10G Ethernet LAN campus

Unanswered Question
Sep 5th, 2009


I want to migrate our LAN campus network of more then 2000 user from 1G to 10G network.

I don't know from where to start. Pl help.



I have this problem too.
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Giuseppe Larosa Sat, 09/05/2009 - 13:01

Hello Ram,

if you want to move to 10GE uplinks in your campus the first phase is an assessment of your devices:

you need to find out what hardware and software changes are needed on:

access layer switches

distribution switches

core switches.

this requires a detailed analysis because for example on modular switches the answer depends on what type of supervisor is installed.

After you build a list of HW pieces that are needed (and you need to include optical transceivers they are not included with linecards or switches).

You can have an exstimate of the money that is needed.

if management accepts the change for the cost you need to deploy new HW switches or linecards.

Before installing modules you may need to upgrade IOS to support them on modular switches like C6500 or C4500.

Then, you need during a maintanance time window to configure the new 10GE ports and to move one access switch at a time to the new links.

Hope to help


Mohamed Sobair Sat, 09/05/2009 - 13:38


Could you pleas be more precise?

Do you need to upgrade the campus uplink ports? at which layer you intend to do those changes? do you require hardware upgrade?

please give us more describtion about your current design and hardware and what you intend to change?



Joseph W. Doherty Sat, 09/05/2009 - 16:06

First you might want to validate where 10 gig would be of benefit. Generally it's used where a single gig or multiple channeled gig between network devices doesn't provide enough bandwidth. It can also be used to provide 10 gig to a host.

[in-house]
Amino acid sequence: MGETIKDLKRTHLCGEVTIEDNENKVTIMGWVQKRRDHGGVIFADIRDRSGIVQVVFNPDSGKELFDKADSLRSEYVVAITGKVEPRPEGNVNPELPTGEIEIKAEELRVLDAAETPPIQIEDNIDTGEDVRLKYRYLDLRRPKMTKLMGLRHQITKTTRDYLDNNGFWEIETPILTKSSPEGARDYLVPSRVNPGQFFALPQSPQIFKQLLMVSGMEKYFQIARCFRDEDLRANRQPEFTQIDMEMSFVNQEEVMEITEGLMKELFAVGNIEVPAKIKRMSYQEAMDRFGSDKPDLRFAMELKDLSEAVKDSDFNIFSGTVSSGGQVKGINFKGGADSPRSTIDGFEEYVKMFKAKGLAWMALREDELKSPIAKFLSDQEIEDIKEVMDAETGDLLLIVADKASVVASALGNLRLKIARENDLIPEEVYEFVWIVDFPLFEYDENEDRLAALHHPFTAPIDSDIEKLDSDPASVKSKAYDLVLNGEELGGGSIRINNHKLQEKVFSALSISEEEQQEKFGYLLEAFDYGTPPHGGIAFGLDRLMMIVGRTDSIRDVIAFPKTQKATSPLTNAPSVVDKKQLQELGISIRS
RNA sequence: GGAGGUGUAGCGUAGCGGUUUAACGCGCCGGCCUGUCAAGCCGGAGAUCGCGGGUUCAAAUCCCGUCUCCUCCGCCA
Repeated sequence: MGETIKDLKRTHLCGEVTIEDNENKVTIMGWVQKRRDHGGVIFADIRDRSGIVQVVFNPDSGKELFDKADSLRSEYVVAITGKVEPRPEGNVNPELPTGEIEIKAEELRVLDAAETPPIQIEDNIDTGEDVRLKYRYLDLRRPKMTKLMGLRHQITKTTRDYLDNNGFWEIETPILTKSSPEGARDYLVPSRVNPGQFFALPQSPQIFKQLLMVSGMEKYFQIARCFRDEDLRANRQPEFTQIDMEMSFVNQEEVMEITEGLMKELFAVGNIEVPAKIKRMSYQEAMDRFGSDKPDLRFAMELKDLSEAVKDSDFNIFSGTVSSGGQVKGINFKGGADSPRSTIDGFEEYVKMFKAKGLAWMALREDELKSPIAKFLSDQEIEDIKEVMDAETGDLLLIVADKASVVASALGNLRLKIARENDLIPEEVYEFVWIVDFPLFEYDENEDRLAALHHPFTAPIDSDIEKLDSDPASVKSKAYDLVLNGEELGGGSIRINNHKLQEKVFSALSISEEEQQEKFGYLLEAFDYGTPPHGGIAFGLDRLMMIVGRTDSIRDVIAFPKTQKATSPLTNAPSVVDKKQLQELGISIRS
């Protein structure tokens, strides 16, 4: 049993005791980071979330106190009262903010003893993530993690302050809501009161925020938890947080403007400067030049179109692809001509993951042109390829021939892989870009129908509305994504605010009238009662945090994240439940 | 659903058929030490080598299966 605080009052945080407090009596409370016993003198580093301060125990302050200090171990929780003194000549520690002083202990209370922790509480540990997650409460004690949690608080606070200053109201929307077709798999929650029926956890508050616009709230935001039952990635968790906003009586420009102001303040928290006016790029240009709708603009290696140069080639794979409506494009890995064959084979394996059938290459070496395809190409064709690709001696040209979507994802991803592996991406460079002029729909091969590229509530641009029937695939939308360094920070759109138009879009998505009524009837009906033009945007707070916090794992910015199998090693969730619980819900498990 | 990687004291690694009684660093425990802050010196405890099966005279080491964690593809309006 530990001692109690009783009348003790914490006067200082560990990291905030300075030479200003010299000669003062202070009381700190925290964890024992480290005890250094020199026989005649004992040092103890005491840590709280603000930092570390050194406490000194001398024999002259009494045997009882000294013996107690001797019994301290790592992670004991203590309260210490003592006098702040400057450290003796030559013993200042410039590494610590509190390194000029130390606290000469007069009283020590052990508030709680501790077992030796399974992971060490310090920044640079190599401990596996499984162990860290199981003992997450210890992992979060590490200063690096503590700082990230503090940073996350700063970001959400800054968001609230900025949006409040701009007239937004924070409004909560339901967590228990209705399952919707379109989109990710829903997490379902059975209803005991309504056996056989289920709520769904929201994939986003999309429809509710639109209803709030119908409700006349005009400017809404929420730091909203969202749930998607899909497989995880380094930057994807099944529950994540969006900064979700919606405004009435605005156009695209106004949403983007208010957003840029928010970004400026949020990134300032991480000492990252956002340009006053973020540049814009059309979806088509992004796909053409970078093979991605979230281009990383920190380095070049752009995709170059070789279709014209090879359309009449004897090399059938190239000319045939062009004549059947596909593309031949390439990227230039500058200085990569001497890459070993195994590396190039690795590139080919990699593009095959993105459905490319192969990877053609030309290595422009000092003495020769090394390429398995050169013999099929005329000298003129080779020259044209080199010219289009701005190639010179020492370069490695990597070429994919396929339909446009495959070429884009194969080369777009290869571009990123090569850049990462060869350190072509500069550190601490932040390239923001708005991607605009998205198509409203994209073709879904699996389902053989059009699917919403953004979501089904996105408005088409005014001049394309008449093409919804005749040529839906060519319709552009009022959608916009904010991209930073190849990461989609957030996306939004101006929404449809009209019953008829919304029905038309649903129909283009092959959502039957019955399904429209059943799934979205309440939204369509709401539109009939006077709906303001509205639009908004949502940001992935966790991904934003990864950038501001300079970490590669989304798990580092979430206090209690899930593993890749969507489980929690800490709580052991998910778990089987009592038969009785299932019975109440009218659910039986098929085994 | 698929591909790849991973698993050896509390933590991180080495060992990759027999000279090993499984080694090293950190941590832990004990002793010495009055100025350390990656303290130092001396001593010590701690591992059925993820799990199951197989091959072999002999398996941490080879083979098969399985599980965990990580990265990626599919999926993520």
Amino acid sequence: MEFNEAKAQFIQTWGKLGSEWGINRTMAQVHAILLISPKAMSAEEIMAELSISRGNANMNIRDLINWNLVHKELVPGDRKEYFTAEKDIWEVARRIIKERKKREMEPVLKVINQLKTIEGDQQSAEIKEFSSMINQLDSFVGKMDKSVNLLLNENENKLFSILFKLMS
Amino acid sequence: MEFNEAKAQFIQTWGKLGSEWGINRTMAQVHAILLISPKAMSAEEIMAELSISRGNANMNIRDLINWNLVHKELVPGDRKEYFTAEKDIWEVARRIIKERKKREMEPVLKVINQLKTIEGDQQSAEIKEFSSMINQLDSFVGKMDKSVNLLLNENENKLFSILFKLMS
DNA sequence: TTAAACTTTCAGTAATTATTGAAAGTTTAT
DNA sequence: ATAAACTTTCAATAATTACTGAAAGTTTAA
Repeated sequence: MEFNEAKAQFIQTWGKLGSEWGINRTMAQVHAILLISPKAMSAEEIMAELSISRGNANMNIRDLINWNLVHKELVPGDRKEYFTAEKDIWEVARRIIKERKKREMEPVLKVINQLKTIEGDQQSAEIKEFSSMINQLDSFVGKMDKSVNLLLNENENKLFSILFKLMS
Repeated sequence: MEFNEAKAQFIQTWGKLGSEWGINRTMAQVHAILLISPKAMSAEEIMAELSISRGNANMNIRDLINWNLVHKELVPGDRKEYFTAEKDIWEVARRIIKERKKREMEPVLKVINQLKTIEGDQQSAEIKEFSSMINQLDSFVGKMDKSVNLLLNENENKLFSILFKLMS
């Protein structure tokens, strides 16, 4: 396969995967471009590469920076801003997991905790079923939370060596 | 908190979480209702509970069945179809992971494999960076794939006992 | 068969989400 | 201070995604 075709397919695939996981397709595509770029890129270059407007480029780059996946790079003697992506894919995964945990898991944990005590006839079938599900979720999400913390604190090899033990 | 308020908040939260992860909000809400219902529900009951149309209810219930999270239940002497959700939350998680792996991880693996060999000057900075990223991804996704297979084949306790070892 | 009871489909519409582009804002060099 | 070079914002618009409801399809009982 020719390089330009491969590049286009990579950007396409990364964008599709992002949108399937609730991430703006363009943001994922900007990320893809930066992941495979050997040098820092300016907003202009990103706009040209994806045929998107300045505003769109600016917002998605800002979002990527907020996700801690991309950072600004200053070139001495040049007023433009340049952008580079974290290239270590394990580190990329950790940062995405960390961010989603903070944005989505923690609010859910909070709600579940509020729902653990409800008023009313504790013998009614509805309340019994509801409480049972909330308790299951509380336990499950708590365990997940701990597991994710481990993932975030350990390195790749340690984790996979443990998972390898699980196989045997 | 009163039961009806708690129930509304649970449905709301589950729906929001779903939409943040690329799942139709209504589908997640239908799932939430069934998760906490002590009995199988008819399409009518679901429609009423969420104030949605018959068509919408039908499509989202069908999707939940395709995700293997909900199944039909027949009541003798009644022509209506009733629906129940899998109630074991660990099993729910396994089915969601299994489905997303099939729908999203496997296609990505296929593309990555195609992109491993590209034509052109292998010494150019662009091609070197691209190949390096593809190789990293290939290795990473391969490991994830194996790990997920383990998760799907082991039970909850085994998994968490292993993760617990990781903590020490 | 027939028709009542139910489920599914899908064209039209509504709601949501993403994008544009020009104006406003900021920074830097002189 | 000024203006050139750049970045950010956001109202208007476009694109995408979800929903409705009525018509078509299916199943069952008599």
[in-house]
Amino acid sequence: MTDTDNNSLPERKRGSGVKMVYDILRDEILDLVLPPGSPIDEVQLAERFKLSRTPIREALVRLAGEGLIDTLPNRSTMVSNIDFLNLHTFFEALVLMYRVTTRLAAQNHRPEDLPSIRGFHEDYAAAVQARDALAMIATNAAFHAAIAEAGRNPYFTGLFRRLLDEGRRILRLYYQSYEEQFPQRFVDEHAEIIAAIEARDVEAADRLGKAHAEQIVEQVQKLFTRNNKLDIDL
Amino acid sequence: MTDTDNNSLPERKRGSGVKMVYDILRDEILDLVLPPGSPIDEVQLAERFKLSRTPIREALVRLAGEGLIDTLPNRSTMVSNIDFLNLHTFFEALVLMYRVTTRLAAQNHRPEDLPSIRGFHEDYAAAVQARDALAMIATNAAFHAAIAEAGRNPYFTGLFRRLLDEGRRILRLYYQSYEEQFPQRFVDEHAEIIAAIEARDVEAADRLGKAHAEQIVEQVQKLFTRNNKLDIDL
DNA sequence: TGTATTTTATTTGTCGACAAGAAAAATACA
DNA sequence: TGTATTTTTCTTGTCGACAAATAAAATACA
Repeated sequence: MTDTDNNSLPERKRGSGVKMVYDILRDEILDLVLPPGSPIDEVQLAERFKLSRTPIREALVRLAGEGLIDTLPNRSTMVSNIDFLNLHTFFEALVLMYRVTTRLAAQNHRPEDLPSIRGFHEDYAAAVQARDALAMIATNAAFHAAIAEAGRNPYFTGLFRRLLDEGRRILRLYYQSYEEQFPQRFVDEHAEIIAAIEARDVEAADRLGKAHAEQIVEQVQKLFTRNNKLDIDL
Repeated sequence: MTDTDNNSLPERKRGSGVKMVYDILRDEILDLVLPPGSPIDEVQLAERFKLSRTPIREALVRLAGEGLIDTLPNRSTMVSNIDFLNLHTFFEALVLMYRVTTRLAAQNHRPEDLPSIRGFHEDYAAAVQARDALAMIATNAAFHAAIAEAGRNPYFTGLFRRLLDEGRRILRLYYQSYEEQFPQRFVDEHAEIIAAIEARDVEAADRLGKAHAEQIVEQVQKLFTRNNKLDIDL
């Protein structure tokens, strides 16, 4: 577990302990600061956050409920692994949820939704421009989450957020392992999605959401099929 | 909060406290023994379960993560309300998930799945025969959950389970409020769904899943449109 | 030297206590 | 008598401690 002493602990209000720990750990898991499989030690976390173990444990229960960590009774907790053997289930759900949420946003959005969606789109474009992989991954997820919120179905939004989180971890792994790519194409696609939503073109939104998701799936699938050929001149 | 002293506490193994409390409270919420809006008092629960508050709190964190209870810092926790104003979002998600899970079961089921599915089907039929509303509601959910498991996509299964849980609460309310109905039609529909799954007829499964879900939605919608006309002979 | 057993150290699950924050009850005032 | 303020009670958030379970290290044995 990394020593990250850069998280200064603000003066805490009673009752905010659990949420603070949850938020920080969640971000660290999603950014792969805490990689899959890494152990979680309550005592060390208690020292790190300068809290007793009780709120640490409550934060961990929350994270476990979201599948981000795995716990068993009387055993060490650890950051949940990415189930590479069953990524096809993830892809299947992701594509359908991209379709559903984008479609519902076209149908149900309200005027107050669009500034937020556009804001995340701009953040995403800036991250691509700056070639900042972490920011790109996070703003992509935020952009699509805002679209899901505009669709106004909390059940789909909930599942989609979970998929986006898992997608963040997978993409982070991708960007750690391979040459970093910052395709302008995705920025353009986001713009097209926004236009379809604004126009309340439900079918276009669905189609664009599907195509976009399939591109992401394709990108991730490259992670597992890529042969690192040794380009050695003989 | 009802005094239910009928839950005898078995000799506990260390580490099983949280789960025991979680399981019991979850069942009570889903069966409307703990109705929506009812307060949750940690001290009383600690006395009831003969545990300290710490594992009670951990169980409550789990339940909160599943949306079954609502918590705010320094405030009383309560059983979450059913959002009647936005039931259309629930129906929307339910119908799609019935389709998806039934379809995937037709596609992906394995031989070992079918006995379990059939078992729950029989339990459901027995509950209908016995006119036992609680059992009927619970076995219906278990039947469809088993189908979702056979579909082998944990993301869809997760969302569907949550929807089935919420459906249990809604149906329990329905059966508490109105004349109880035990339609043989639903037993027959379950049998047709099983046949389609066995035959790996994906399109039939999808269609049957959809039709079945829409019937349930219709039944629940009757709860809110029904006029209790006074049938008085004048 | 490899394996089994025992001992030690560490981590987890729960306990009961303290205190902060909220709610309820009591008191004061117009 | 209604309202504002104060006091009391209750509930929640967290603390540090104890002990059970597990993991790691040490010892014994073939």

Depending on your existing hardware, some chassis systems might simply allow addition of a 10 gig card. Others might require additional upgrades to the device before the card can be add. Even more others might require wholesale replacement to support 10 gig.

You also need to consider whether reduced port density might be an issue, or and new issues of device and/or card oversubscription. (For example, 6500 with sup720s provide 40 gig to the slot, but 10 gig cards can be had in 4 port, 8 port and 16 port versions. The latter two oversubscribe the bandwidth to the slot. [There's also PPS performance to consider.])

Also when working with 10 gig, don't neglect the cost of the connectors, and they support the cable and distance needed. (You also need to consider whether the cable will work for 10 gig especially for the distance.)

If you get into much device replacement, you might carefully consider, where possible, using higher port density devices, to reduce some device interconnections, better leverage investment in 10 gig link, and provide possibly higher performance.

(For example, if you have a L2 access edge, and devices host multiple VLANs, and traffic does transit between the VLANs subnets, moving to L3 on the edge should decrease the traffic needed to transit the uplinks.)